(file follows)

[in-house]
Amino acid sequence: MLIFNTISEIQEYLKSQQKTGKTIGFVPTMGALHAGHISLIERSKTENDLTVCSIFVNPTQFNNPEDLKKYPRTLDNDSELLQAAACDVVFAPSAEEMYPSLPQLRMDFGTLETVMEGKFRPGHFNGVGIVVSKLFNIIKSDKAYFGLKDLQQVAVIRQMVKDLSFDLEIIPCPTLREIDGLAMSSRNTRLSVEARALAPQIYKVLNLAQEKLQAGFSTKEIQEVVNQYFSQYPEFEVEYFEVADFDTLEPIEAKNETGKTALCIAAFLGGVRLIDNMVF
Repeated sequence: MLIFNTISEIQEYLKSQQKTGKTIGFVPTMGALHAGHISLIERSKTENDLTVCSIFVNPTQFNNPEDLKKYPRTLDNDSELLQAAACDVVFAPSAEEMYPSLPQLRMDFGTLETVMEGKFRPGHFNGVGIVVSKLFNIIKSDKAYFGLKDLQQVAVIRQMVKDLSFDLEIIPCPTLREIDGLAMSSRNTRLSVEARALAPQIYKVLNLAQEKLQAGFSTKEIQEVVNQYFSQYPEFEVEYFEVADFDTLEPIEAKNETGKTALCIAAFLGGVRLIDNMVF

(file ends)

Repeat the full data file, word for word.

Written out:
[in-house]
Amino acid sequence: MLIFNTISEIQEYLKSQQKTGKTIGFVPTMGALHAGHISLIERSKTENDLTVCSIFVNPTQFNNPEDLKKYPRTLDNDSELLQAAACDVVFAPSAEEMYPSLPQLRMDFGTLETVMEGKFRPGHFNGVGIVVSKLFNIIKSDKAYFGLKDLQQVAVIRQMVKDLSFDLEIIPCPTLREIDGLAMSSRNTRLSVEARALAPQIYKVLNLAQEKLQAGFSTKEIQEVVNQYFSQYPEFEVEYFEVADFDTLEPIEAKNETGKTALCIAAFLGGVRLIDNMVF
Repeated sequence: MLIFNTISEIQEYLKSQQKTGKTIGFVPTMGALHAGHISLIERSKTENDLTVCSIFVNPTQFNNPEDLKKYPRTLDNDSELLQAAACDVVFAPSAEEMYPSLPQLRMDFGTLETVMEGKFRPGHFNGVGIVVSKLFNIIKSDKAYFGLKDLQQVAVIRQMVKDLSFDLEIIPCPTLREIDGLAMSSRNTRLSVEARALAPQIYKVLNLAQEKLQAGFSTKEIQEVVNQYFSQYPEFEVEYFEVADFDTLEPIEAKNETGKTALCIAAFLGGVRLIDNMVF